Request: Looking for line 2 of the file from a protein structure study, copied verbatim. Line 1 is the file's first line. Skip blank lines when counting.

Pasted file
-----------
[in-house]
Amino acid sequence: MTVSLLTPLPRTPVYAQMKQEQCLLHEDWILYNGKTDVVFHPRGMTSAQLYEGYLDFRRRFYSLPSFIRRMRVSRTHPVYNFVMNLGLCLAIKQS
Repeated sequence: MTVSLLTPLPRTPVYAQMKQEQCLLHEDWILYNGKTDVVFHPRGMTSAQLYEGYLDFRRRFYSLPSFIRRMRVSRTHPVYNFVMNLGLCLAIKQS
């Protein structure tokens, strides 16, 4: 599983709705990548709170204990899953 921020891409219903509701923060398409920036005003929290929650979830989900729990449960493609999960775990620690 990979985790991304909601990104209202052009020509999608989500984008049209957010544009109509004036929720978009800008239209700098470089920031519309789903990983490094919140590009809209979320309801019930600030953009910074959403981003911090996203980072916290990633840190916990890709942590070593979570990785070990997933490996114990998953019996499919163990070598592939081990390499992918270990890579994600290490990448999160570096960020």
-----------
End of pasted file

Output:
Amino acid sequence: MTVSLLTPLPRTPVYAQMKQEQCLLHEDWILYNGKTDVVFHPRGMTSAQLYEGYLDFRRRFYSLPSFIRRMRVSRTHPVYNFVMNLGLCLAIKQS